2  
That is pretty awesome -- my question: can that record video and audio together (live a real video rather than two separate things?) – Brian Dear Jun 30 '13 at 18:07
    
Agreed - awesome, but it looks like it only records the data separately. – Dave Hilditch Jul 1 '13 at 12:07
3  
@BrianDear there is one RecordRTC-together – Mifeng Nov 10 '13 at 16:23
1  
This approach works via Whammy.js in Chrome. This is problematic since the quality tends to be much lower from the emulation Whammy provides for Chrome's lack of a MediaStreamRecorder. What essentially happens is WhammyRecorder points a video tag to the MediaStream object URL and then takes webp snapshots of a canvas element at a certain frame rate. It then uses Whammy to put all those frames together into a webm video. – Vinay Feb 2 at 4:24

yes, as you understood, MediaStreamRecorder is currently unimplemented.

MediaStreamRecorder is a WebRTC API for recording getUserMedia() streams . It allows web apps to create a file from a live audio/video session.

alternatively you may do like this http://ericbidelman.tumblr.com/post/31486670538/creating-webm-video-from-getusermedia but audio is missing part.

share|improve this answer
1  
Yep, and you can capture the audio file, send it to the server, and combine them there to create a real video file on the server side. But this solution might be very slow on the client side depending on its computer configuration, as it has to create image files using a canvas AND capture the audio, and all of this in the RAM... Btw, firefox team are working on it, so hopefully they will release it soon. – Firas May 21 '13 at 11:38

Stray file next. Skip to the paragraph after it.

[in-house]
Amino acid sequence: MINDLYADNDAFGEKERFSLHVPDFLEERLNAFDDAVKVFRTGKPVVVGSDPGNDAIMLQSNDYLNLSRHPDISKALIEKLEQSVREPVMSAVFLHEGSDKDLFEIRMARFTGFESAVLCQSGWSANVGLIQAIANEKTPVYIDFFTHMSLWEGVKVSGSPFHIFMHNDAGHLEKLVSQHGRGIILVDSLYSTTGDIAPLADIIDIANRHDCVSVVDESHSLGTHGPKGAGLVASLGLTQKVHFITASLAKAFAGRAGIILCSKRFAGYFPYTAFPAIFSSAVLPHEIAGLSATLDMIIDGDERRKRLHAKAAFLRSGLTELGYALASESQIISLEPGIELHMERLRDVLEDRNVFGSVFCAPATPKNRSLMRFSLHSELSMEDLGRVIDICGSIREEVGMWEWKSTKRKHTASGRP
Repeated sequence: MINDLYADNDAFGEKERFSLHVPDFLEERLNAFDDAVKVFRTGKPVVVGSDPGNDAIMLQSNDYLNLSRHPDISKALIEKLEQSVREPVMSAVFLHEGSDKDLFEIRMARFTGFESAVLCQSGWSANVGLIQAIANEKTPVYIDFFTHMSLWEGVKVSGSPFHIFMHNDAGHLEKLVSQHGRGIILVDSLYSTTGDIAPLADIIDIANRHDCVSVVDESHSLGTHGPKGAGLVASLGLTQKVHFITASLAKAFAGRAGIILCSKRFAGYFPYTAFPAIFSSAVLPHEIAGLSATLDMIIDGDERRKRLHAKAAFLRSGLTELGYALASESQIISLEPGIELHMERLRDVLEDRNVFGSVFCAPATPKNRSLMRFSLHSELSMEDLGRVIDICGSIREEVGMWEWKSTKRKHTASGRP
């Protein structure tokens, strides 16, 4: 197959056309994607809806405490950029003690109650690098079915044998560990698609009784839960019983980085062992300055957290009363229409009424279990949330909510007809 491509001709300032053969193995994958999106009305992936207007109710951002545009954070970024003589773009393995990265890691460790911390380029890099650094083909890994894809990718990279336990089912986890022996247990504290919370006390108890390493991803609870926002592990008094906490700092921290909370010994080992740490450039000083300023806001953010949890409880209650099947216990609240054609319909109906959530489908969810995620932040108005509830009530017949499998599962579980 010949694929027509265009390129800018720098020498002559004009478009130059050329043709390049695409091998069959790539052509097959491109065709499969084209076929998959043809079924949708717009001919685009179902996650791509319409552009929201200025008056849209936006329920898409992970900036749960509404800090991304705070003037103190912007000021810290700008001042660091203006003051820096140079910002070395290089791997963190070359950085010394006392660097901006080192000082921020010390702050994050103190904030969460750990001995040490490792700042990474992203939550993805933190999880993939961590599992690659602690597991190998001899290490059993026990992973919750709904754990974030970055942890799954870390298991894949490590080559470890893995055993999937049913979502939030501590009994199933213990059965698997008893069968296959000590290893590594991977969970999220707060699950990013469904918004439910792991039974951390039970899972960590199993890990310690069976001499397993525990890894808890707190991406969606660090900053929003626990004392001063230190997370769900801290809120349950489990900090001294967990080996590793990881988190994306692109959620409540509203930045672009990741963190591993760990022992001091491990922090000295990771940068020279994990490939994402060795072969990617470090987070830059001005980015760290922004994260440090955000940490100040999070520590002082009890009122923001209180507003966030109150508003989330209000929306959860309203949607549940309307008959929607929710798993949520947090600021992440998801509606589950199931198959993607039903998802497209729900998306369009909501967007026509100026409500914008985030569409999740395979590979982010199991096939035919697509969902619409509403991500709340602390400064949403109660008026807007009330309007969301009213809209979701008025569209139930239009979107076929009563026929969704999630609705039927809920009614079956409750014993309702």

You can use RecordRTC-together, which is based on RecordRTC.

It supports recording video and audio together in separate files. You will need tool like ffmpeg to merge two files into one on server.

share|improve this answer
    
This is a browser solution, not server-side. – Brad Mar 1 at 23:43

Web Call Server 4 can record WebRTC audio and video to WebM container. The recording is done using Vorbis codec for audio and VP8 codec for video. Iniitial WebRTC codecs are Opus or G.711 and VP8. So, the server-side recording requires either Opus/G.711 to Vorbis server-side transcoding or VP8-H.264 transcoding if it is necessary to use another container, i.e. AVI.

share|improve this answer

I believe using kurento or other MCUs just for recording videos would be bit of overkill, especially considering the fact that Chrome has MediaRecorder API support from v47 and Firefox since v25. So at this junction, you might not even need an external js library to do the job, try this demo I made to record video/ audio using MediaRecorder:

Demo - would work in chrome and firefox (intentionally left out pushing blob to server code)

Github Code Source

If running firefox, you could test it in here itself( chrome needs https):

'use strict'

let log = console.log.bind(console),
  id = val => document.getElementById(val),
  ul = id('ul'),
  gUMbtn = id('gUMbtn'),
  start = id('start'),
  stop = id('stop'),
  stream,